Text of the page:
Saad Omar Khan
The international jihadist movement has declared war on Canada. We are being targeted because jihadi terrorists hate our society and the values it represents. Jihadi terrorism is not a human right; it is an act of war.
The Conservative Party uses the above quote to introduce Bill C-51 (otherwise known as the ‘Anti-Terrorism Act’) on their website, a clear and unambiguous statement on the danger Canada faces from the international jihadist movement. This statement on Bill C-51 accepts as a truism that Canada is not merely facing a criminal threat: we are in a state of war in its most literal sense, and Canadians must accept the realities and sacrifices that any war will bring.
These sacrifices invariably include granting greater power to federal authorities to fight terrorism. If Bill C-51 is passed, the Canadian Security Intelligence Service (CSIS) would see its authority broadened to include considerable “powers to disrupt” any terrorist activity. And the legislation’s scope extends beyond committing specific acts of violence: advocating or encouraging terrorism would also be prohibited under a stipulation that would criminalize terrorist promotion “knowing or reckless as to whether [that advocacy] would result in terrorism” while still ensuring “the constitutionally protected right of freedom of expression.”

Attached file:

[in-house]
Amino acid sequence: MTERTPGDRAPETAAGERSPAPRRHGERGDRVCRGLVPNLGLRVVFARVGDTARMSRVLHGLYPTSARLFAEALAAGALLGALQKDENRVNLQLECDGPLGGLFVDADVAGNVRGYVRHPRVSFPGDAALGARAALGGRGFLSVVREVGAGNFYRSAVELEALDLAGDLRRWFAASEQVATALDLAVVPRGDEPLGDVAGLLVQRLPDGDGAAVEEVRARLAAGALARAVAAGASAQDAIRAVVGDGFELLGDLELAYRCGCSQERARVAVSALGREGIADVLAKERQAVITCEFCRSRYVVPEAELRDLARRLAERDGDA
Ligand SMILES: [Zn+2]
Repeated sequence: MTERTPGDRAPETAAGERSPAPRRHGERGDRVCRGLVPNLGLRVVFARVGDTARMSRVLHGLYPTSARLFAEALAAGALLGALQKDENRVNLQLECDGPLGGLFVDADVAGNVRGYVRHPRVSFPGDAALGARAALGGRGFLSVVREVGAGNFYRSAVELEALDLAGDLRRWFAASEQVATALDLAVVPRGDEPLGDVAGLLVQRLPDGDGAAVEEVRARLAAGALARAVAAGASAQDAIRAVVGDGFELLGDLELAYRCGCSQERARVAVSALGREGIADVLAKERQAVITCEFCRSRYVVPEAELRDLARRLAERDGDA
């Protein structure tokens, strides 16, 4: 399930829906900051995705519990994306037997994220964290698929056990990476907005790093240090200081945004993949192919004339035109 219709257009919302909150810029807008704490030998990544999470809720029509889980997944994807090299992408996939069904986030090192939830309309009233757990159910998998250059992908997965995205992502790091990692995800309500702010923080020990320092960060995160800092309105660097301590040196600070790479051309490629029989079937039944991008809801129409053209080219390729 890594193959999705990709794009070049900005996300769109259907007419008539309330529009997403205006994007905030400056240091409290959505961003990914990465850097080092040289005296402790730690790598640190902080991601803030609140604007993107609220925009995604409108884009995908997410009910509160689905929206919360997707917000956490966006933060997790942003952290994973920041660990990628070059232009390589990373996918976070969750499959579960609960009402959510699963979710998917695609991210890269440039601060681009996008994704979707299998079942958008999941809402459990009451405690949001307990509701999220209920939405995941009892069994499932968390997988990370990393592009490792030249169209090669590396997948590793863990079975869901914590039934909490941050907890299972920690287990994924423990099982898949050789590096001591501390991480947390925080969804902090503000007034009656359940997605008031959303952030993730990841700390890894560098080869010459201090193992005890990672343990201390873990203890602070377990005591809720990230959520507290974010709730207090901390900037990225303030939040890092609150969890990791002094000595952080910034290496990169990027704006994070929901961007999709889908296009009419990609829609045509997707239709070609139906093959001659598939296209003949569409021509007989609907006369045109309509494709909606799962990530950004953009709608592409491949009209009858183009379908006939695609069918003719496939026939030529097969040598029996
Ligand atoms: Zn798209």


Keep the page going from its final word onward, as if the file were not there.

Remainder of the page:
Repellent as supporting terrorist acts may be, having a policy explicitly criminalizing speech is fundamentally vulnerable to abuse. For example, “promoting terrorism” has been used as an excuse to detain journalists working in Egypt, where new legislation has also made illegal any speech that “directly or indirectly promote acts of terror” online. It would be easy to point to Canada’s relatively stronger traditions of liberal democracy as a means of pushing aside any criticism of Bill C-51’s potential for creating a chilling effect on free speech — yet what makes Bill C-51 so problematic is how its language mirrors the vagueness inherent in foreign legislation around the world (including other Western countries such as France). As the post-9/11 age of terror has coincided with the digital age, governments are increasingly scrutinizing online speech for supporters of terrorism and voices of dissent, without much differentiation between the two.
Threats to free speech aside, critics of Bill C-51 point also to the considerable power it would give to law enforcement to add individuals to “no-fly lists” and to detain individuals they feel “may commit” acts of terrorism. The threshold for detention is remarkably low: law enforcement agencies would not be required to prove that a suspect will commit an act of terrorism, only that there is a possibility that an act is being planned.